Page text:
Employers felt that the fall in the value of sterling was pivotal to the exodus of EU workers, particularly higher paid employees in management and professional jobs. Employers also said that EU colleagues felt they were unwelcome in the UK and had reconsidered their future here. As one restauranteur commented: ‘It’s a fairly caustic environment for them and a lot don’t feel welcome’. The general climate of uncertainty about future immigration arrangements was also seen to influence decisions, especially of potential migrants who employers were trying to recruit with little success.
Fishing from a larger pool
Employers told us repeatedly that they don’t deliberately set out to recruit migrants but face significant problems recruiting local workers. Asked whether they couldn’t just pay more, they explained that they would merely be competing with other employers in the sector, that price increases would have to passed on to the customer and living costs would increase.
A variety of initiatives within the sector testifies to its efforts to fish from a larger pool of talent. They include the Springboard Charity which supports disadvantaged people into employment in hospitality, leisure and tourism. Since the referendum employers have also looked to groups including ex-offenders, ex-service people, the homeless and the long-term unemployed. But as one employer explained, ‘it’s a lot of work and it’s not filling the gap’.
And employers emphasised that it’s about shortages of labour, not skills. As one participant explained: ‘We’ll upskill anybody. We’ll make that investment’. But recruits have to be work-ready – reliable and hard-working, with good social skills. EU migrants have offered the sector a steady supply of these ‘soft’ skills. New arrivals in particular are also more prepared than British recruits to start at the bottom while learning the language. This fits well with the value the sector places on understanding the business and on the job training.
A limited bill of fare
Hospitality employers have always made the case for immigration policies to cover lower skilled migration and the White Paper proposals were seen to fall short of the sector’s needs. But worse than that, there’s a view that the proposals are targeted at the sector as one of the largest and most visible employers of EU migrants. As one participant put it: ‘The message is that, if the immigration system that’s put in place affects the sector, it’s a price worth paying (to show that the UK Government is serious about reducing net migration)’.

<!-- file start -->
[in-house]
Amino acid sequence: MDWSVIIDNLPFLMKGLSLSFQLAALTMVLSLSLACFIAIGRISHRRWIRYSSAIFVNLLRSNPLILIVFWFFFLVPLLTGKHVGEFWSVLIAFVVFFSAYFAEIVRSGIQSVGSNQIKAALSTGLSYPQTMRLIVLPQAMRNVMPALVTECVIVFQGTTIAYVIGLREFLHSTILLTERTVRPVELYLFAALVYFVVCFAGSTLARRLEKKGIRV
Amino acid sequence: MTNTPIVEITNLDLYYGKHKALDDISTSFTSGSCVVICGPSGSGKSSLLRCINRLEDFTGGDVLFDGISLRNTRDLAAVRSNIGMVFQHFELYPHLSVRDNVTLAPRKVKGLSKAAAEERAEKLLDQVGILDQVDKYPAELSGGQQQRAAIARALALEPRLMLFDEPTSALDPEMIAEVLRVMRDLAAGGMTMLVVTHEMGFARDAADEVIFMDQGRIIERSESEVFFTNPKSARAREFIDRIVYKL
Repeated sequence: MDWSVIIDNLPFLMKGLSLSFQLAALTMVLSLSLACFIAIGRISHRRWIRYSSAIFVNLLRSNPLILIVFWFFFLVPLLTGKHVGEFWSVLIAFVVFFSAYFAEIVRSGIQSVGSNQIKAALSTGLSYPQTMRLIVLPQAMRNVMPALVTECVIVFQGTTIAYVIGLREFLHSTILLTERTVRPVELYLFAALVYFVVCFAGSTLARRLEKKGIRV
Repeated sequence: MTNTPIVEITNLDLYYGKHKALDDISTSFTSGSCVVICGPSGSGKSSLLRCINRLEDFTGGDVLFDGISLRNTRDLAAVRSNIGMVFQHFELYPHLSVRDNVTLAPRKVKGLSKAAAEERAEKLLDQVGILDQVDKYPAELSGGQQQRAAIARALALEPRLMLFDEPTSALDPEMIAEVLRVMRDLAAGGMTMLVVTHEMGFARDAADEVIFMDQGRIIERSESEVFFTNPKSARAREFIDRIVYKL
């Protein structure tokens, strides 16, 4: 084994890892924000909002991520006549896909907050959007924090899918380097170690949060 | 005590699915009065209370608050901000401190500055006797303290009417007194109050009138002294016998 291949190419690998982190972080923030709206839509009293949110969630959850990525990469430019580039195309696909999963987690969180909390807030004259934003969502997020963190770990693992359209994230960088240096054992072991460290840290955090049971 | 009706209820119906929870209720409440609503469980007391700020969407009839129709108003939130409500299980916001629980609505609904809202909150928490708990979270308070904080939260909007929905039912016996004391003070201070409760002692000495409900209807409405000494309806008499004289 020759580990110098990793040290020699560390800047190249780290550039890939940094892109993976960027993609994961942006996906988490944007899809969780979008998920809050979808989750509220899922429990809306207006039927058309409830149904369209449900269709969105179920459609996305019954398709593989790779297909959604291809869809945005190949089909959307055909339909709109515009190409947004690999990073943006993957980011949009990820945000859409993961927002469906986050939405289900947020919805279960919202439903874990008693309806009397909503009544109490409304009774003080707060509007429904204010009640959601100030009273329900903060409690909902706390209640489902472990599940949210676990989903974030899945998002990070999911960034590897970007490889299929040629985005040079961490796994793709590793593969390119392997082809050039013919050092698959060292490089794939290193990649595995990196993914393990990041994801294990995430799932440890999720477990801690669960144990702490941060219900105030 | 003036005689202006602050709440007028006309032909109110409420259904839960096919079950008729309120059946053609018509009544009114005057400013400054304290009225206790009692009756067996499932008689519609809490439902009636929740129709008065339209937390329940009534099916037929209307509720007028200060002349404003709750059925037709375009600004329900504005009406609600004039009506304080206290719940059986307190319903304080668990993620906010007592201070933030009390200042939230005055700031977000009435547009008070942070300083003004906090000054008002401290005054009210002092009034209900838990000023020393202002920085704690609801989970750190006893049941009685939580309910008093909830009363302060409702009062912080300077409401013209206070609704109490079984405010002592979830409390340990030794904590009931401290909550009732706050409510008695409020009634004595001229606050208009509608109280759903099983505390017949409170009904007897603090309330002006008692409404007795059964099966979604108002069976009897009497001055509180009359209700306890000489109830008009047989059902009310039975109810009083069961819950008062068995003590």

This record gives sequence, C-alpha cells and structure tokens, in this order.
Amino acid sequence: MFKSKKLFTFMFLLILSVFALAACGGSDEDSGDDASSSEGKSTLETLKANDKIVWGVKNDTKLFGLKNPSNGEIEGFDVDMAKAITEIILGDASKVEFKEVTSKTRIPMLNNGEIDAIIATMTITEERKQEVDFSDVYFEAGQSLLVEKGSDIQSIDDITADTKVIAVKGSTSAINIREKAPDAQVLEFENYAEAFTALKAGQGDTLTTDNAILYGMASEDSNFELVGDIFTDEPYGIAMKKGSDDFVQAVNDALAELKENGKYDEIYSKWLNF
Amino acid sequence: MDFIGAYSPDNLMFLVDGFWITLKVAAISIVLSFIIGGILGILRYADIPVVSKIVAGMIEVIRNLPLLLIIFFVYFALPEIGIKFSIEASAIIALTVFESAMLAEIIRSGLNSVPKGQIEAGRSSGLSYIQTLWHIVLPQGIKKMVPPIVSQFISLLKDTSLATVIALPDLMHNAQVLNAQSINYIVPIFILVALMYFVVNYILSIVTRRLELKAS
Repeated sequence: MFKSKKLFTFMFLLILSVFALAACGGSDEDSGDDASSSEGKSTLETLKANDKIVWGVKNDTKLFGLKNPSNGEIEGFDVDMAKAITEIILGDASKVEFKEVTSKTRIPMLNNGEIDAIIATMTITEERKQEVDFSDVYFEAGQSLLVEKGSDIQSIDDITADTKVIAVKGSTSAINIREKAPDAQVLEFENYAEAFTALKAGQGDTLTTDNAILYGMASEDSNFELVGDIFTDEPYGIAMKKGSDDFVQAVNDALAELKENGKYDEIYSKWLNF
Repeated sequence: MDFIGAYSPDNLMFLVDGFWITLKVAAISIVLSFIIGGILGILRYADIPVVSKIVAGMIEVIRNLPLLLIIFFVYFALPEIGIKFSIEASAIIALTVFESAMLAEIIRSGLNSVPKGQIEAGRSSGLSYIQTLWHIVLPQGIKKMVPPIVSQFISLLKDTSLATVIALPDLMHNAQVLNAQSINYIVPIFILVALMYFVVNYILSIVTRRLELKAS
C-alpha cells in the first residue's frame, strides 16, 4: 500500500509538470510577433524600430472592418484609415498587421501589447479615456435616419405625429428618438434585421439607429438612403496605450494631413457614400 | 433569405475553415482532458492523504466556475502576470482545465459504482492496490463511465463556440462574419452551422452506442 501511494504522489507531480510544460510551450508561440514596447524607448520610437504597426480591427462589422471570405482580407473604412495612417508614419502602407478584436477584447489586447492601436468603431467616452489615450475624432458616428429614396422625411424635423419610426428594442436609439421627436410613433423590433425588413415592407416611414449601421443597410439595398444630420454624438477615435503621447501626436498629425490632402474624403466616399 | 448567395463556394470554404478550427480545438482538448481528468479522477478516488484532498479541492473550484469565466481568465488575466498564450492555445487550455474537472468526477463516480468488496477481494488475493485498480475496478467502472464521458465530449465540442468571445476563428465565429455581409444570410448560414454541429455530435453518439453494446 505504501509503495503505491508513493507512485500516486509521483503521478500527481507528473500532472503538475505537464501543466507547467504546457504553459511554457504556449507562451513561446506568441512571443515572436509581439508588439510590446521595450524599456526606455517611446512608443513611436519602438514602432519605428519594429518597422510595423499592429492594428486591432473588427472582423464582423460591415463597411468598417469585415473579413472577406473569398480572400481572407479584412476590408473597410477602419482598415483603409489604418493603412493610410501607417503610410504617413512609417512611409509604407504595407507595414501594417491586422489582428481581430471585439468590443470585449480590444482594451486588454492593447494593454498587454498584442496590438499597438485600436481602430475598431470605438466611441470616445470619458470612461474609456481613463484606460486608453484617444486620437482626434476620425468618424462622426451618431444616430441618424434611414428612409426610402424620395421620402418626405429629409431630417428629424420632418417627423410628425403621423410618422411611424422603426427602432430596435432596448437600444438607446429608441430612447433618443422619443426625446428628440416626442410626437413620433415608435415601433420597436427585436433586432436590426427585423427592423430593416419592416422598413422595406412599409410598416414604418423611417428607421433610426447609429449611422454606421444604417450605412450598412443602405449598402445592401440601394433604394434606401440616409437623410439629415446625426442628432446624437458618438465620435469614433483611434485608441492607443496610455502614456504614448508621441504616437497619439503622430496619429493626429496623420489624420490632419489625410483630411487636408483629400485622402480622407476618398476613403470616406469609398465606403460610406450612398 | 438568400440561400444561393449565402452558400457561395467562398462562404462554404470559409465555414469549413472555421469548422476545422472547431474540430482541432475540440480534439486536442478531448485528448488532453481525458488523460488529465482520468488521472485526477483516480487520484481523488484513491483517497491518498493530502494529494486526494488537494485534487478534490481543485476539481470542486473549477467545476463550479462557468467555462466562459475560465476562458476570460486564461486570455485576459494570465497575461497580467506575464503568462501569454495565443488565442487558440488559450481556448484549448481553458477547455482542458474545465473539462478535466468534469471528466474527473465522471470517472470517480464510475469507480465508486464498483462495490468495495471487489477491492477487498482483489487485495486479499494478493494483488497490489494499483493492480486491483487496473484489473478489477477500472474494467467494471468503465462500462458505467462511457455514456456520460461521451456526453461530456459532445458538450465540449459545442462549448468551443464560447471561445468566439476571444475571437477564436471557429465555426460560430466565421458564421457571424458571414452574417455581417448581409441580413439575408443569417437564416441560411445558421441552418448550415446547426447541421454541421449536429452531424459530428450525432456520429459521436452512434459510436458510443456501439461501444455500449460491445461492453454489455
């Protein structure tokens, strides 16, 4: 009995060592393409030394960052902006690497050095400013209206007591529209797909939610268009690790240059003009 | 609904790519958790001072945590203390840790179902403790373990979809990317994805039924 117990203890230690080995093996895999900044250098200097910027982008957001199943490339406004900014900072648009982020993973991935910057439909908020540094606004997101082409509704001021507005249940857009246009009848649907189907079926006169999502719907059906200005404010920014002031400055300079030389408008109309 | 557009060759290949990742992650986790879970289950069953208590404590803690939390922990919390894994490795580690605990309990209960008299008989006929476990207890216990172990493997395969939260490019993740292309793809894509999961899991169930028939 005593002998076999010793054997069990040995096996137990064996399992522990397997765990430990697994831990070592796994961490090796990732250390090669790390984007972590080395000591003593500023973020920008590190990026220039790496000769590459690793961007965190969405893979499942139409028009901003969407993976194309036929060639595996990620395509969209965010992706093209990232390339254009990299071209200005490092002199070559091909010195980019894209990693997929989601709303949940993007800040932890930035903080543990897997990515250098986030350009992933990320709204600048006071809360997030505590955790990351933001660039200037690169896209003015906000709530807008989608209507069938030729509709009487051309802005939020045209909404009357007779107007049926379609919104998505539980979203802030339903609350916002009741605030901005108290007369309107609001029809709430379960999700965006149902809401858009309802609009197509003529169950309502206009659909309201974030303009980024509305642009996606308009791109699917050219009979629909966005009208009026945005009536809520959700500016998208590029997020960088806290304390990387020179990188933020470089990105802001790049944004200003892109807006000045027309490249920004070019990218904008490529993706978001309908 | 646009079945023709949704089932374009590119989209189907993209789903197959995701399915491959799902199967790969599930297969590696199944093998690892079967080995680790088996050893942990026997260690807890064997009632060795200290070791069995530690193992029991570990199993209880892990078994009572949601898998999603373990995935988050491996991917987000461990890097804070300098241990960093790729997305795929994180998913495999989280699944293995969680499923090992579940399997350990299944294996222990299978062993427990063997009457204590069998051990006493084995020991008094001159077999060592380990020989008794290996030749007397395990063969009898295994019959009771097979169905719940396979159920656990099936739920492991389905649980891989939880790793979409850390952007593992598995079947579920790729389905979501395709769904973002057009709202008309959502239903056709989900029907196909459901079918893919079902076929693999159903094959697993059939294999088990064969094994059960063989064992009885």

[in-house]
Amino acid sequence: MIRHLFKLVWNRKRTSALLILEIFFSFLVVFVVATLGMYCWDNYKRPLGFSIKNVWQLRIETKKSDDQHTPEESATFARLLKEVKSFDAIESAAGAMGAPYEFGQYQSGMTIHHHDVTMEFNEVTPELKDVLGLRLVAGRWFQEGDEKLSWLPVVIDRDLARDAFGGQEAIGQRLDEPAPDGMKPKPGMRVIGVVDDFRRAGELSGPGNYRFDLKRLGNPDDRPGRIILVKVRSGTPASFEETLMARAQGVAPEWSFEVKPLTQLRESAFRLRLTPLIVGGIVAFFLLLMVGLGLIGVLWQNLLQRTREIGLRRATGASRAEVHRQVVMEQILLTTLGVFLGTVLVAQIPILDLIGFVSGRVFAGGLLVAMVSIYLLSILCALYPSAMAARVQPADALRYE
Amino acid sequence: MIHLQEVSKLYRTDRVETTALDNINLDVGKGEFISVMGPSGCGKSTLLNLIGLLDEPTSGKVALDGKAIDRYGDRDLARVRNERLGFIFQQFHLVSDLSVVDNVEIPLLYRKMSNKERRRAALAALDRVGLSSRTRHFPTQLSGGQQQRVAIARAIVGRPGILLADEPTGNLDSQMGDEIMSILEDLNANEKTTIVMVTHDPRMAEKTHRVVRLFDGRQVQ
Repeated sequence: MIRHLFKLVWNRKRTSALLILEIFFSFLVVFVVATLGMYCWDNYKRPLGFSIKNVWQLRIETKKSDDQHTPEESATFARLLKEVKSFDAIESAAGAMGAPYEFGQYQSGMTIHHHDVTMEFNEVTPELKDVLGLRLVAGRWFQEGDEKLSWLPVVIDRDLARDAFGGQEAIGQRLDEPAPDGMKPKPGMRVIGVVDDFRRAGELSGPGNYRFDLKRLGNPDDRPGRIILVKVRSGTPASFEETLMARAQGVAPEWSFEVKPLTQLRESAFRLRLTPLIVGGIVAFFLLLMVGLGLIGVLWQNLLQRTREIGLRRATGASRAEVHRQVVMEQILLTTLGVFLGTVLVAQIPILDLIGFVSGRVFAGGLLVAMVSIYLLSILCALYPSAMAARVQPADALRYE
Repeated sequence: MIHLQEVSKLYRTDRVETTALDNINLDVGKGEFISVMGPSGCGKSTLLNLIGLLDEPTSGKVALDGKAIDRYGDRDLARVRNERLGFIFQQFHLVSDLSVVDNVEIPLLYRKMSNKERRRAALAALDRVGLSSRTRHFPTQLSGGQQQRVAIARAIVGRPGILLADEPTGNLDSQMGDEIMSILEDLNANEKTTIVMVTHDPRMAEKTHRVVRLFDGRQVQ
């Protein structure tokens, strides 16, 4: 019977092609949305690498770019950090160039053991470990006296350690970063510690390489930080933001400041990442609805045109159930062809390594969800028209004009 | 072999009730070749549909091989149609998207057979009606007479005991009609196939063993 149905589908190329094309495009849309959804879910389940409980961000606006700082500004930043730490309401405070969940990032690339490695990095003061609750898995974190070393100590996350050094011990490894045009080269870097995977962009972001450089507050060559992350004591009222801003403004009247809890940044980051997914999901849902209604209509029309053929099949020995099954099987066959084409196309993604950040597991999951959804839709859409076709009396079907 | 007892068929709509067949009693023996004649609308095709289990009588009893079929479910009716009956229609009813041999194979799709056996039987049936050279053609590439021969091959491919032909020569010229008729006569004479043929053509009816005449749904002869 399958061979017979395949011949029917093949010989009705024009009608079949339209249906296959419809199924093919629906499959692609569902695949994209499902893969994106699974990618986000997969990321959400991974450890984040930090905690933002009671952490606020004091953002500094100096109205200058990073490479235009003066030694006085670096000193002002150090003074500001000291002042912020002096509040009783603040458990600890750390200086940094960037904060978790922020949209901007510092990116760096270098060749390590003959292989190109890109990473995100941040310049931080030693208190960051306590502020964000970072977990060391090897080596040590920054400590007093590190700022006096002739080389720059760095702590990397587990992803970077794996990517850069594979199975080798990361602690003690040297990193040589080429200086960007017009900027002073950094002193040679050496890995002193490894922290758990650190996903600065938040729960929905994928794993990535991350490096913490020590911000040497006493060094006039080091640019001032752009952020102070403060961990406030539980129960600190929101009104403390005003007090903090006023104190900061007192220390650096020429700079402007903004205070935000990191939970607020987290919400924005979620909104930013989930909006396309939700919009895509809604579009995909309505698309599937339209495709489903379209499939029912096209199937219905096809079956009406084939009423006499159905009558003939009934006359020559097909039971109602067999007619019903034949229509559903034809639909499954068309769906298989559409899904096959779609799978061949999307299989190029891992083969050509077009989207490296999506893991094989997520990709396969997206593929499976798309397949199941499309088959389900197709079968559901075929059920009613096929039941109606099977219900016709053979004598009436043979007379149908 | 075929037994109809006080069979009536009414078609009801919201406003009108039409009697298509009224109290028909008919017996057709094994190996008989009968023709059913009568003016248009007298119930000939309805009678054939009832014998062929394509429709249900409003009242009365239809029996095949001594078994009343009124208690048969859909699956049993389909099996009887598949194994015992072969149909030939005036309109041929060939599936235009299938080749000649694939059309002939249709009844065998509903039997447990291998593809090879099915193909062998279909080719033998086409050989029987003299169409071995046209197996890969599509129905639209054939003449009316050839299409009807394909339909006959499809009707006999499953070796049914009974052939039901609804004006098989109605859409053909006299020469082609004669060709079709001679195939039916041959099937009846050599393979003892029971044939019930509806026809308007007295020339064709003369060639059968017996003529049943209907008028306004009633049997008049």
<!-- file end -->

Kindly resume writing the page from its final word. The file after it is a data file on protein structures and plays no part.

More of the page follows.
Skilled visas will be subject to qualification and salary thresholds. Provisionally set at £30,000 employers said this would have to fall much nearer to £20,000 to cover most posts in the sector, especially since tips were not taken into account. As Marley Morris from the IPPR pointed out, around 90% of jobs currently carried out by EU national in the sector would not be eligible for a skilled visa. The only provision made in the White Paper for lower level skills is a ‘transitional’ arrangement for 12 month, non-renewable, visas and employers were adamant that these would not meet the sector’s needs: costs incurred through in-house training would not be re-cooped, employers wouldn’t be unable to progress individuals to supervisory and management posts and the costs of continual recruitment would soar. Employers also feared the visas would create a two-tier workforce and make integrated teams more difficult to achieve, as a hotel manager stated:
‘You wouldn’t invest in someone here for a short period of time in the way you’d invest in your other employees. There’s friction there’
The White Paper includes provision for an extended Youth Mobility Scheme open currently to 18-30 year olds in eight countries including Canada, Australia and Japan. But again, they didn’t see this as meeting their longer-term needs, unless visa holders could transfer to other routes without having to leave the country and reapply.
Wake up and smell the coffee
Migrants have enabled the sector to expand so that our cafes, restaurants and hotels are now seen as an asset for tourism, which has not always been the case in the past. But the industry now faces what a number of participants described as a ‘perfect storm’. Demographic changes have reduced the supply of young people who in any case would prefer to work in sectors such as arts, media, teaching and health. At 4.1% unemployment is at an almost record low while at 75.5% economic participation is at a record high. This makes migrants pretty essential if businesses are to thrive once Britain leaves the EU.
What sometimes gets lost in the Brexit noise is that the hospitality sector, which has traditionally employed many migrants, also employs more than 2.5 million British workers whose jobs are at stake if a ‘skills based’ immigration system means employers can’t recruit the workers they need.